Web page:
Mathematicians and marketing people alike would have us believe that Machine Learning is soon to replace all our human undertakings. While the automation opportunities afforded by Machine Learning will surely replace some human jobs, I’m here to explain why Threat Hunting won’t be one of them.

What is Threat Hunting? Threat hunting is the human act (art?) of searching a network, investigating indicators of compromise, and responding to malicious threats like malware, ransomware, or even active human adversaries. Threat hunting used to be the last phase of a company’s cybersecurity prevention strategy and is now becoming readily available to companies with emerging prevention postures through Managed Detection and Response Services. Threat hunters tend to use technologies that involve elements of Machine Learning.

What is machine learning? At a very high level, machine learning is a system that leverages algorithms to correlate data with the existence of given outcomes, based on exemplars input, such that that system can make a predictive attribution of those outcomes based on new data. My goal is to compare Machine Learning techniques as applied in cybersecurity relative to the (human) threat hunters’ techniques. What you will see is that despite the advancements that have been made in Machine Learning, it can’t adequately replicate what a qualified threat hunter does every day.

I’m not knocking Machine Learning – in fact, it enables visibility into more relevant data than it would take a human aggregator far longer (impossibly so) to ‘sift through.’ Treat Hunters need and actively use the outputs of Machine Learning to do their job; Machine Learning-driven tools alert, while Threat Hunters investigate, remediate, and respond.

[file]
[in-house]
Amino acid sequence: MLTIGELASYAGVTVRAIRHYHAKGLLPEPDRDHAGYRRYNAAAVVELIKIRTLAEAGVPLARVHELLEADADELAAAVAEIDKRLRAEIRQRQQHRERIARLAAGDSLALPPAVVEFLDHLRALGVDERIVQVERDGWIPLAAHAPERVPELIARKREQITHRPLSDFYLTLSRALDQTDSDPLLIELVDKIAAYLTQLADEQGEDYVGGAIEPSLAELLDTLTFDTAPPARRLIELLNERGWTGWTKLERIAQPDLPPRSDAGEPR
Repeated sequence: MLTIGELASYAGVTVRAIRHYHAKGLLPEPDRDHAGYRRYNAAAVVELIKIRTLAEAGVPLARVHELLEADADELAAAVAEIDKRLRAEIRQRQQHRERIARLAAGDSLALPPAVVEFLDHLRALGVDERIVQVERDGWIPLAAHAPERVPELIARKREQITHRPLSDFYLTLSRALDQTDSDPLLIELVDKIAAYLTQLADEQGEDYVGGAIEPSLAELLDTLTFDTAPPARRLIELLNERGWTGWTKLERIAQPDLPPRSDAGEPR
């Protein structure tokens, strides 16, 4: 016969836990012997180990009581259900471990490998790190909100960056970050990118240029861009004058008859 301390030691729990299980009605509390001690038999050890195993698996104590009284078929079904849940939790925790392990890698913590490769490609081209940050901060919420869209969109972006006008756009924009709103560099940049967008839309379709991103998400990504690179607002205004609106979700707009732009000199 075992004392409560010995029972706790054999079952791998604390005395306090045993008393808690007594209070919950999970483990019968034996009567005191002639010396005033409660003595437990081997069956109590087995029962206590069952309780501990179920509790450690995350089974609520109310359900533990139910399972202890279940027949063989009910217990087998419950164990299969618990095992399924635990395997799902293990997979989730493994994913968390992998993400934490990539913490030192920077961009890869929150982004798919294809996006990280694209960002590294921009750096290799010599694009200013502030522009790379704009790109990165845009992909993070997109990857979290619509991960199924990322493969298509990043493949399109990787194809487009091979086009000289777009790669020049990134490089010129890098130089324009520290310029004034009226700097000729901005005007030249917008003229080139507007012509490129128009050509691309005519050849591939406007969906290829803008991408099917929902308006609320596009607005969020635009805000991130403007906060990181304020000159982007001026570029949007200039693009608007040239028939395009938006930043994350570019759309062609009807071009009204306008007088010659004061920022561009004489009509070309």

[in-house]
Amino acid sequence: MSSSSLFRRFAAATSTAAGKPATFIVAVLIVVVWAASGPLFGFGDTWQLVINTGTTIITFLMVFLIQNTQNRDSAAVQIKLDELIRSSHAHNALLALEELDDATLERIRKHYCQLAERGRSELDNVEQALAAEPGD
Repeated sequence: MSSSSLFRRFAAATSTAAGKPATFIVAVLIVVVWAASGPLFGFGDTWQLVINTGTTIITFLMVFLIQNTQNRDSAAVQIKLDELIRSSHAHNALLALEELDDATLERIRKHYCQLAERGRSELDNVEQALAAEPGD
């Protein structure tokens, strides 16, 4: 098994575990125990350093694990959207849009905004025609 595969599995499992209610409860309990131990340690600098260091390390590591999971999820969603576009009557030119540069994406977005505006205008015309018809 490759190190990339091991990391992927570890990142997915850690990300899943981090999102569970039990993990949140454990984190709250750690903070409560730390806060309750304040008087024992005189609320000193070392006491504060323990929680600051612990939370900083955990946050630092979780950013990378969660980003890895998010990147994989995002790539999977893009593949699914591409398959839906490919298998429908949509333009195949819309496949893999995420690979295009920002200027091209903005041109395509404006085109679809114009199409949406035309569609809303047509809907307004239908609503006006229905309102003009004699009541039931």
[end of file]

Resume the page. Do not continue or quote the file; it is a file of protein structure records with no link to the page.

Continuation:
Let’s compare them in context - here are five reasons:

1) False Positives & False Negatives

False Positives in malware detection are benign processes that ‘look like’ malware. They are annoying in that they can desensitize people to legitimate alerts and are a time-sink for investigators. False Negatives (malware that is not identified) are a risk and terrifying, as they have gone undetected by the systems in place to protect us. So, what happens with those false positives or false negatives when a machine is in control, and when a Threat Hunter is in control?

This isn’t an entirely ‘fair’ comparison as, presently, it’s typically the output of a system based on Machine Learning that actually produces the false positive/negative, while a Threat Hunter is usually reacting to those. Let’s look at it in context: a system encounters a process that resembles a virus (say a macro-enabled excel file, that a CEO is working on), treats it just how we would want it to treat a virus, and deletes the file. A threat hunter, on the other hand, can recognize that this is a false positive and move on, without causing an impact to the business.

2) Clustering Only Yields Correlation